Beware of Emergency Scams

Education | 09/24/21
A stressed woman looking at her phone.

“Grandma, I really need your help. They say they are going to arrest me if I don’t give them the money for the fine and my wallet is lost. Can you send me some money?”

While this might sound like a troubling phone call to get, it’s actually a scheme to tug at your heartstrings and send money in a panic. Family emergency scams like this try to take advantage of the love a grandparent has for their grandchild.

Here’s how to spot an emergency scam and what to do if you’ve fallen victim.

3 ways toidentify an emergency scam:

  1. The caller insists upon secrecy.
    After your “grandchild” has made his or her desperate plea, the scammer will then jump on the line and impersonate the arresting authority and demand that payment be made at once. They may also impress upon you that this has to stay hush-hush or things will be made worse. This tactic is purely to keep you from investigating and finding the truth.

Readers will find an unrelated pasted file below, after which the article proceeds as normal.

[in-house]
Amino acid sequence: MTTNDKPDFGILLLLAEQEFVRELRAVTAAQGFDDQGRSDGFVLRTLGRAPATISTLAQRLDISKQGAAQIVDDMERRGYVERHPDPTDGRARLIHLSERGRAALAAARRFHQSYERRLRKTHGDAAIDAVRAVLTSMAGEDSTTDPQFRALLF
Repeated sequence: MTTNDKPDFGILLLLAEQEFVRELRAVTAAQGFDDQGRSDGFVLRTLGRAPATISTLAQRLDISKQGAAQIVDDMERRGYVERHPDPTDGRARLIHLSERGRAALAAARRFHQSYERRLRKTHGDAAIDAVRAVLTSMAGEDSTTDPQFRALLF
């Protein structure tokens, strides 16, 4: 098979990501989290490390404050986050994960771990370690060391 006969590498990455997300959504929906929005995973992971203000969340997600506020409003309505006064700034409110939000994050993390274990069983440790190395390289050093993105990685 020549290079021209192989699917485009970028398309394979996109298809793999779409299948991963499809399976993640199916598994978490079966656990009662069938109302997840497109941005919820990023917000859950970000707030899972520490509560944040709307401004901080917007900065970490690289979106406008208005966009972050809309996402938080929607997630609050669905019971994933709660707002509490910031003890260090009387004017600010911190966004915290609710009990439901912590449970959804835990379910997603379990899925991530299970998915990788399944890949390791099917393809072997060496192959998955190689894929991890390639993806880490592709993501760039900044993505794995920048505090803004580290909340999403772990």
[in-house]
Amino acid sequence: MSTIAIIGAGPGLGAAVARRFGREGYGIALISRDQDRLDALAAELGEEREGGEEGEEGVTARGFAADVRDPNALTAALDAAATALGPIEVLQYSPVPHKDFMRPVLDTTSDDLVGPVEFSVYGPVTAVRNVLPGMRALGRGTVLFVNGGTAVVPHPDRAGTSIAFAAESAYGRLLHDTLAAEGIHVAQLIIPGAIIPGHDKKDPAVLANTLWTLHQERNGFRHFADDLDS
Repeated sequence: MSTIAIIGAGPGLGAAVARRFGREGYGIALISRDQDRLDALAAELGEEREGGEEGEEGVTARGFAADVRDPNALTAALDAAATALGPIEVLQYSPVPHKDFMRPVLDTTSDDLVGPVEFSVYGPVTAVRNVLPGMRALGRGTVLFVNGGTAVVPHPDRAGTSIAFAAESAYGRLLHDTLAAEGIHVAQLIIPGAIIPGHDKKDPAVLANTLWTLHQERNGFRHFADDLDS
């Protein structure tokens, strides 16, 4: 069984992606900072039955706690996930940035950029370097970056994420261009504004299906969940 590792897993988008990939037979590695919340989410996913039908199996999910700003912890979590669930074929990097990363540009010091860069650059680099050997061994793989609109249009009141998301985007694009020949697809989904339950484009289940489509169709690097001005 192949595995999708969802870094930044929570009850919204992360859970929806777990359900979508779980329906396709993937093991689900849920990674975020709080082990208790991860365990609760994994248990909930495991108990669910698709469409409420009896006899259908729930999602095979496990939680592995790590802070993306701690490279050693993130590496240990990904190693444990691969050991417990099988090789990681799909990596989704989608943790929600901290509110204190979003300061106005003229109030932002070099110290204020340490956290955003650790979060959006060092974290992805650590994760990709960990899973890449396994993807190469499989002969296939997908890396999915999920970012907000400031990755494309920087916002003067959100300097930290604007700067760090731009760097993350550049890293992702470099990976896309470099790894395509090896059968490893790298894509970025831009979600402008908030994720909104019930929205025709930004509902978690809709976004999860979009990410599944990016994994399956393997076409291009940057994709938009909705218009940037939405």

2. The "authorities” will only accept certain methods of payment.
    If you get a call asking you to make a bank transfer, send a prepaid debit card or certified check to prevent your loved one from getting in trouble, then you are experiencing a scam.
  3. Your “grandchild” can’t answer basic questions.
    It can be difficult to recognize your "grandchild’s” voice on a phone with poor reception. If you receive this type of call, please ask the caller for information that strangers cannot find on social media. Consider asking about a special trip or memory that you have together. This will let you know who you are dealing with.

What to do if you’ve been scammed.

First, take a deep breath and don’t react right away. Then, call your grandchild on your own to touch base about his or her whereabouts. Finally, if you’ve sent money or a prepaid debit card make sure to file a report with

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